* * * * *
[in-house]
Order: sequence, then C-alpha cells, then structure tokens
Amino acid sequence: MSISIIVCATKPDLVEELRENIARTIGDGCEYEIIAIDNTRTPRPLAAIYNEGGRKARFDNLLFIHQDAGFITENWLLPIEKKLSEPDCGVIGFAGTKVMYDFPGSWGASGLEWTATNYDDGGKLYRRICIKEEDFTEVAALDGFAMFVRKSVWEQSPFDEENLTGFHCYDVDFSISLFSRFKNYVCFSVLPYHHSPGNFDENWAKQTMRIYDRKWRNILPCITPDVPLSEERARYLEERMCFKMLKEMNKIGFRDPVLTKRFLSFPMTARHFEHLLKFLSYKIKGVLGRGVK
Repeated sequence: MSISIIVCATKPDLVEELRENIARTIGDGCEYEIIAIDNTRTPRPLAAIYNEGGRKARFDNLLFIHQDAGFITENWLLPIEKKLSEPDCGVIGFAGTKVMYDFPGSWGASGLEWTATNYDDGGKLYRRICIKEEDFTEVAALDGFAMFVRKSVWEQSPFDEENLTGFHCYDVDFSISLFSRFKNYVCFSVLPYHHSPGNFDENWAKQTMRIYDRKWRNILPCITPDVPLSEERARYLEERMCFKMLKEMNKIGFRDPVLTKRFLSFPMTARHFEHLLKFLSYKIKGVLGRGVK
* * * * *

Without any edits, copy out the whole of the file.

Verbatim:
[in-house]
Order: sequence, then C-alpha cells, then structure tokens
Amino acid sequence: MSISIIVCATKPDLVEELRENIARTIGDGCEYEIIAIDNTRTPRPLAAIYNEGGRKARFDNLLFIHQDAGFITENWLLPIEKKLSEPDCGVIGFAGTKVMYDFPGSWGASGLEWTATNYDDGGKLYRRICIKEEDFTEVAALDGFAMFVRKSVWEQSPFDEENLTGFHCYDVDFSISLFSRFKNYVCFSVLPYHHSPGNFDENWAKQTMRIYDRKWRNILPCITPDVPLSEERARYLEERMCFKMLKEMNKIGFRDPVLTKRFLSFPMTARHFEHLLKFLSYKIKGVLGRGVK
Repeated sequence: MSISIIVCATKPDLVEELRENIARTIGDGCEYEIIAIDNTRTPRPLAAIYNEGGRKARFDNLLFIHQDAGFITENWLLPIEKKLSEPDCGVIGFAGTKVMYDFPGSWGASGLEWTATNYDDGGKLYRRICIKEEDFTEVAALDGFAMFVRKSVWEQSPFDEENLTGFHCYDVDFSISLFSRFKNYVCFSVLPYHHSPGNFDENWAKQTMRIYDRKWRNILPCITPDVPLSEERARYLEERMCFKMLKEMNKIGFRDPVLTKRFLSFPMTARHFEHLLKFLSYKIKGVLGRGVK